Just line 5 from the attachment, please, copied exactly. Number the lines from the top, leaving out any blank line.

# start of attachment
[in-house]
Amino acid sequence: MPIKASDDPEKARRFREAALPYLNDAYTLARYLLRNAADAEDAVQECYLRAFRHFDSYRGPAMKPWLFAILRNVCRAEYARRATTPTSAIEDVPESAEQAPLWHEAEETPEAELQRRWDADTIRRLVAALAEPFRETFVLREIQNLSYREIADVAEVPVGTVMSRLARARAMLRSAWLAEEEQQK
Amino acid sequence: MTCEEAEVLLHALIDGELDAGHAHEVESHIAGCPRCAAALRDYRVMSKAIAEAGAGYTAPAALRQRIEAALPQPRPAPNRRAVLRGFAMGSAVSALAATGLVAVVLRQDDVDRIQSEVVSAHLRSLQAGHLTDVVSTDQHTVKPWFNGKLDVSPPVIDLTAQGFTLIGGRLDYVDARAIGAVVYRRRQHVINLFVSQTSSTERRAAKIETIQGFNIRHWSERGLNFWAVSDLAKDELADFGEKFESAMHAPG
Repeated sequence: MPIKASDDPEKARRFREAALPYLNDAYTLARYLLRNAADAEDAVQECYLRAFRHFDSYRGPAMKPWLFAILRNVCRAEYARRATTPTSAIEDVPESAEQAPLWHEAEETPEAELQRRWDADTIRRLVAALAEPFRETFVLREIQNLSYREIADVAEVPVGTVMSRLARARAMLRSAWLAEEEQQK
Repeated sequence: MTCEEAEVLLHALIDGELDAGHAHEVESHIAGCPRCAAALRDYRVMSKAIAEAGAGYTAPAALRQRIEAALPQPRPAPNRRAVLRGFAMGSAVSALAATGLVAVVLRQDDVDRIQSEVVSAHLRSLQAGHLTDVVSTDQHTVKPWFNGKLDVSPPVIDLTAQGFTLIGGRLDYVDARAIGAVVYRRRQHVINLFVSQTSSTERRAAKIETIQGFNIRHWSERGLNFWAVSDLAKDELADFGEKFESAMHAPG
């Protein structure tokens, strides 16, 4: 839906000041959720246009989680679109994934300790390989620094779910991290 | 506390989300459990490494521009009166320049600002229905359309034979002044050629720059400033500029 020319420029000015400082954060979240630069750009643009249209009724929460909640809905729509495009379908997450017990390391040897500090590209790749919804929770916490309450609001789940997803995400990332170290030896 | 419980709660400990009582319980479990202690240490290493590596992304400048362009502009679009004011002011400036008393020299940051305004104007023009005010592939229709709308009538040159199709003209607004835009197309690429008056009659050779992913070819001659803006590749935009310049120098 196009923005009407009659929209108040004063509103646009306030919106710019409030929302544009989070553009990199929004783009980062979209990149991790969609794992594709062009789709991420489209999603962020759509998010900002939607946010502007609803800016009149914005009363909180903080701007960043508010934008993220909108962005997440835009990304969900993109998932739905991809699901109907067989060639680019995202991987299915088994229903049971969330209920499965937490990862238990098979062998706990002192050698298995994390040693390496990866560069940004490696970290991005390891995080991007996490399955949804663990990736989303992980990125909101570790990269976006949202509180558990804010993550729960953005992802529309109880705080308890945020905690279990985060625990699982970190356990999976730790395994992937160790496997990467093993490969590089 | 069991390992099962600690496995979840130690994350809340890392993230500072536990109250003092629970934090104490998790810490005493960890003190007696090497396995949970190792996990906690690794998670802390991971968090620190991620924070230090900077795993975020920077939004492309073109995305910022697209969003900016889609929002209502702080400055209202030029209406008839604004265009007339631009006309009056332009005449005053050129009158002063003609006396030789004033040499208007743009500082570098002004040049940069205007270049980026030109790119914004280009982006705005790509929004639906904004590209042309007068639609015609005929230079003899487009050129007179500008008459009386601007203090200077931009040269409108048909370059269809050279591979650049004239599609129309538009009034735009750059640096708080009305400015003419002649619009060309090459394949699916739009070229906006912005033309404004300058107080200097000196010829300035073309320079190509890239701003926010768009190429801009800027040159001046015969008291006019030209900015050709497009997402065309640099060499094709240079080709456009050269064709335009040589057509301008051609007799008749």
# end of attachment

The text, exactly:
Repeated sequence: MTCEEAEVLLHALIDGELDAGHAHEVESHIAGCPRCAAALRDYRVMSKAIAEAGAGYTAPAALRQRIEAALPQPRPAPNRRAVLRGFAMGSAVSALAATGLVAVVLRQDDVDRIQSEVVSAHLRSLQAGHLTDVVSTDQHTVKPWFNGKLDVSPPVIDLTAQGFTLIGGRLDYVDARAIGAVVYRRRQHVINLFVSQTSSTERRAAKIETIQGFNIRHWSERGLNFWAVSDLAKDELADFGEKFESAMHAPG